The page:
Recently, LinkedIn reported that ProFinder has registered some 50,000 professionals across more than 140 service areas (the company did not disclose the number of engagements transacted). Today, projects can be posted on ProFinder at no cost; providers, as they are called, can respond to an unlimited number of projects, but they must be registered for the Business Plus subscription (about $60 a month). LinkedIn is upfront that it is still evolving the business model and that it will likely change over time (read: monetization). But if LinkedIn can pull this off, it should be a watershed event for this new economy.
To read more, and have a look at some juicy LinkedIn statistics about freelancing trends, check out the announcement.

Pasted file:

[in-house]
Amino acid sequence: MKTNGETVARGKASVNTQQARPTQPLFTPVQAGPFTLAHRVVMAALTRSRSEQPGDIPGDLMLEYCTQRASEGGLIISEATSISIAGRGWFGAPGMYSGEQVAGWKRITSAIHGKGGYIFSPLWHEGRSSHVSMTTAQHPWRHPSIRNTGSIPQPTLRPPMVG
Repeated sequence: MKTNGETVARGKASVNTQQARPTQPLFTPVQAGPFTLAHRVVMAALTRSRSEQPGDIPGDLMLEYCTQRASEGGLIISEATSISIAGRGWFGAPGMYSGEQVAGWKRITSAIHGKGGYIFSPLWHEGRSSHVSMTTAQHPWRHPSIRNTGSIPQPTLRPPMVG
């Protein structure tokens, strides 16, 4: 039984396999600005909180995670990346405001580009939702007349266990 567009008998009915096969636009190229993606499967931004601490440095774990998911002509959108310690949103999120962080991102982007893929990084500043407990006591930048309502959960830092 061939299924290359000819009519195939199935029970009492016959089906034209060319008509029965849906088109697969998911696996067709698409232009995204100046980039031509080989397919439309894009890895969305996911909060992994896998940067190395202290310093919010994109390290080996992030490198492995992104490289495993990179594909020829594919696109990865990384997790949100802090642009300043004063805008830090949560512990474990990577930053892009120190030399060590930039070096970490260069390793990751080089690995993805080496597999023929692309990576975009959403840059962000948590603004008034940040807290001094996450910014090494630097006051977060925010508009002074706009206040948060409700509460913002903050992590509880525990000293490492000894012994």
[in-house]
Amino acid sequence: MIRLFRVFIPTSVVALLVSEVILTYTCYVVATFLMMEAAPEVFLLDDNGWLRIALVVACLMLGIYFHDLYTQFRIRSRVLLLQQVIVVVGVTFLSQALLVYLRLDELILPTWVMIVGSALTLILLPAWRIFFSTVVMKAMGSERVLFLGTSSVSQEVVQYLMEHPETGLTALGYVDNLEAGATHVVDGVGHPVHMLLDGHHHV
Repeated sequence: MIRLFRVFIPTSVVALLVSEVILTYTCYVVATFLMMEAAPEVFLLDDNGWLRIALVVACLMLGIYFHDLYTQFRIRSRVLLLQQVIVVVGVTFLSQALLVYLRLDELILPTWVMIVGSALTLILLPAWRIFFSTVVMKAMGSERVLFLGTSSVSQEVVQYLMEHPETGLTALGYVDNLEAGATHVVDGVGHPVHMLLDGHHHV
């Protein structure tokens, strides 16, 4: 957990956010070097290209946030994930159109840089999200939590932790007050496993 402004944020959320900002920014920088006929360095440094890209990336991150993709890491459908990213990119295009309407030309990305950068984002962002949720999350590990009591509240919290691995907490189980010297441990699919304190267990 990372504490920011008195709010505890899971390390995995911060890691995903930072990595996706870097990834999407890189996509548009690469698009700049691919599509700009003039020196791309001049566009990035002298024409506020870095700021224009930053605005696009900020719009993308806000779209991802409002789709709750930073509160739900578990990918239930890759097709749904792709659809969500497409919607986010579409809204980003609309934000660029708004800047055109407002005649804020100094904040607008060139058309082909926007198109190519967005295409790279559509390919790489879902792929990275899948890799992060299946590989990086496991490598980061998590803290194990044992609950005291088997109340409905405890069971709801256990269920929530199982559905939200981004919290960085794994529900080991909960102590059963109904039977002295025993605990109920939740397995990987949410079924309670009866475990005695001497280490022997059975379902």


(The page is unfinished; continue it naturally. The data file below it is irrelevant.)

Is Freelancing All It’s Cracked Up to Be?
Deloitte’s recent of survey 4,000 workers produced some findings that raise some questions about how great the gig economy is from the standpoint of workers.
- Not quite a vote of confidence, 67% of those who had worked as an independent contractor said they would never do so again
- Less than half of those workers who had been freelancers “were very satisfied with their experience, and more than half (56 percent) said the most important benefit of full-time employment is the steady income”
- Among employed workers, 60% “said that their stability would suffer if they moved to independent contract work, and 42% worry about sacrificing good compensation and benefits”
- Overall, about 40% of all the workers surveyed believe that “independent contracting offers more flexibility to work where, when and how they want to as compared to full-time employment,” but identify “inconsistent cash flow and lack of employer-paid benefits as drawbacks that discourage them from pursuing independent work”